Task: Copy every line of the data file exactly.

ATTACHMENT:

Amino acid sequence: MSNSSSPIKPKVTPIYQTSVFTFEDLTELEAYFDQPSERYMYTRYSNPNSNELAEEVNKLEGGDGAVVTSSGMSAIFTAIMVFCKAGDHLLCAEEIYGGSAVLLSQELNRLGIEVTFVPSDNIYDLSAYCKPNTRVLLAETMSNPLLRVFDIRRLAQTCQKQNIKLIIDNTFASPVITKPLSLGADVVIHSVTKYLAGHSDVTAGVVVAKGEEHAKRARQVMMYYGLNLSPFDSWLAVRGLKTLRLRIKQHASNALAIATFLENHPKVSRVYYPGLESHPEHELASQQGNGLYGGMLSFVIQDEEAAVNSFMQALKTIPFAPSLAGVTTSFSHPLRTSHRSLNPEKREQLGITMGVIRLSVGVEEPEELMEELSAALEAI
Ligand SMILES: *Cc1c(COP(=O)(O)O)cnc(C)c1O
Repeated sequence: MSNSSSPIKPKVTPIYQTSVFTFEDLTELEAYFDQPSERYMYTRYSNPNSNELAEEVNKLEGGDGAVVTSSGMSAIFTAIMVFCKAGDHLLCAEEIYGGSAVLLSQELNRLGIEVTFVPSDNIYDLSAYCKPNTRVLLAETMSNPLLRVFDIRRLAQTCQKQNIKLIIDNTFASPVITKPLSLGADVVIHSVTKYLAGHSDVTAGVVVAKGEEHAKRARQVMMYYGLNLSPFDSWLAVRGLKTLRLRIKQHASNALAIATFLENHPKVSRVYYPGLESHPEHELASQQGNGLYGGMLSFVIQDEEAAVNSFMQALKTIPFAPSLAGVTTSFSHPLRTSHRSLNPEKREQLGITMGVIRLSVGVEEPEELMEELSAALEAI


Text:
Amino acid sequence: MSNSSSPIKPKVTPIYQTSVFTFEDLTELEAYFDQPSERYMYTRYSNPNSNELAEEVNKLEGGDGAVVTSSGMSAIFTAIMVFCKAGDHLLCAEEIYGGSAVLLSQELNRLGIEVTFVPSDNIYDLSAYCKPNTRVLLAETMSNPLLRVFDIRRLAQTCQKQNIKLIIDNTFASPVITKPLSLGADVVIHSVTKYLAGHSDVTAGVVVAKGEEHAKRARQVMMYYGLNLSPFDSWLAVRGLKTLRLRIKQHASNALAIATFLENHPKVSRVYYPGLESHPEHELASQQGNGLYGGMLSFVIQDEEAAVNSFMQALKTIPFAPSLAGVTTSFSHPLRTSHRSLNPEKREQLGITMGVIRLSVGVEEPEELMEELSAALEAI
Ligand SMILES: *Cc1c(COP(=O)(O)O)cnc(C)c1O
Repeated sequence: MSNSSSPIKPKVTPIYQTSVFTFEDLTELEAYFDQPSERYMYTRYSNPNSNELAEEVNKLEGGDGAVVTSSGMSAIFTAIMVFCKAGDHLLCAEEIYGGSAVLLSQELNRLGIEVTFVPSDNIYDLSAYCKPNTRVLLAETMSNPLLRVFDIRRLAQTCQKQNIKLIIDNTFASPVITKPLSLGADVVIHSVTKYLAGHSDVTAGVVVAKGEEHAKRARQVMMYYGLNLSPFDSWLAVRGLKTLRLRIKQHASNALAIATFLENHPKVSRVYYPGLESHPEHELASQQGNGLYGGMLSFVIQDEEAAVNSFMQALKTIPFAPSLAGVTTSFSHPLRTSHRSLNPEKREQLGITMGVIRLSVGVEEPEELMEELSAALEAI